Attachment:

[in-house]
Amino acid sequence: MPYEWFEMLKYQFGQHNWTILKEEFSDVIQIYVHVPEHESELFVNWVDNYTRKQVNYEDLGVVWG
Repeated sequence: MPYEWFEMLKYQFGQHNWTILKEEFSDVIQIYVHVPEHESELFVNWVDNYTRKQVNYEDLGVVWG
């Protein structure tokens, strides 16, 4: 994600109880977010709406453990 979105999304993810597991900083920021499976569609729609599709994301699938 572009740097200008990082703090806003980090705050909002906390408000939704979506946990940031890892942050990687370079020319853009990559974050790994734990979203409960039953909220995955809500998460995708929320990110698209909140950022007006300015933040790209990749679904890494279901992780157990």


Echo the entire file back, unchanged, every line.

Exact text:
[in-house]
Amino acid sequence: MPYEWFEMLKYQFGQHNWTILKEEFSDVIQIYVHVPEHESELFVNWVDNYTRKQVNYEDLGVVWG
Repeated sequence: MPYEWFEMLKYQFGQHNWTILKEEFSDVIQIYVHVPEHESELFVNWVDNYTRKQVNYEDLGVVWG
């Protein structure tokens, strides 16, 4: 994600109880977010709406453990 979105999304993810597991900083920021499976569609729609599709994301699938 572009740097200008990082703090806003980090705050909002906390408000939704979506946990940031890892942050990687370079020319853009990559974050790994734990979203409960039953909220995955809500998460995708929320990110698209909140950022007006300015933040790209990749679904890494279901992780157990």